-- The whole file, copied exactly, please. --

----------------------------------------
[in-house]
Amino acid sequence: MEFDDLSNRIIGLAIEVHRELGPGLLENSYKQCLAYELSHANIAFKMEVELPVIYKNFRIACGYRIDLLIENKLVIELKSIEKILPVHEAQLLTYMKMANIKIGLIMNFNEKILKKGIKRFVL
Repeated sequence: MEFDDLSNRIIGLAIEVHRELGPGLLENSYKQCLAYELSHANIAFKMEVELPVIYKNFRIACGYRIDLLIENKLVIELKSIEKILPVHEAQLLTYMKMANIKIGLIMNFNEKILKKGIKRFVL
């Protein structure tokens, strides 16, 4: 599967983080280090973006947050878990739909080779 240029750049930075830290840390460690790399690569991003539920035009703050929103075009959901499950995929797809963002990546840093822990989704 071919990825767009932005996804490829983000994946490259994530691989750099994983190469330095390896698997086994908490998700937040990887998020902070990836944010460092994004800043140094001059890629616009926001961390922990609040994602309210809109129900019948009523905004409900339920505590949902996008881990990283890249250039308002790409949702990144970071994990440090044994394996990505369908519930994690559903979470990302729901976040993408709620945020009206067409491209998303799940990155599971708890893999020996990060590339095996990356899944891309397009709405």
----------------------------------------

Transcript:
[in-house]
Amino acid sequence: MEFDDLSNRIIGLAIEVHRELGPGLLENSYKQCLAYELSHANIAFKMEVELPVIYKNFRIACGYRIDLLIENKLVIELKSIEKILPVHEAQLLTYMKMANIKIGLIMNFNEKILKKGIKRFVL
Repeated sequence: MEFDDLSNRIIGLAIEVHRELGPGLLENSYKQCLAYELSHANIAFKMEVELPVIYKNFRIACGYRIDLLIENKLVIELKSIEKILPVHEAQLLTYMKMANIKIGLIMNFNEKILKKGIKRFVL
């Protein structure tokens, strides 16, 4: 599967983080280090973006947050878990739909080779 240029750049930075830290840390460690790399690569991003539920035009703050929103075009959901499950995929797809963002990546840093822990989704 071919990825767009932005996804490829983000994946490259994530691989750099994983190469330095390896698997086994908490998700937040990887998020902070990836944010460092994004800043140094001059890629616009926001961390922990609040994602309210809109129900019948009523905004409900339920505590949902996008881990990283890249250039308002790409949702990144970071994990440090044994394996990505369908519930994690559903979470990302729901976040993408709620945020009206067409491209998303799940990155599971708890893999020996990060590339095996990356899944891309397009709405």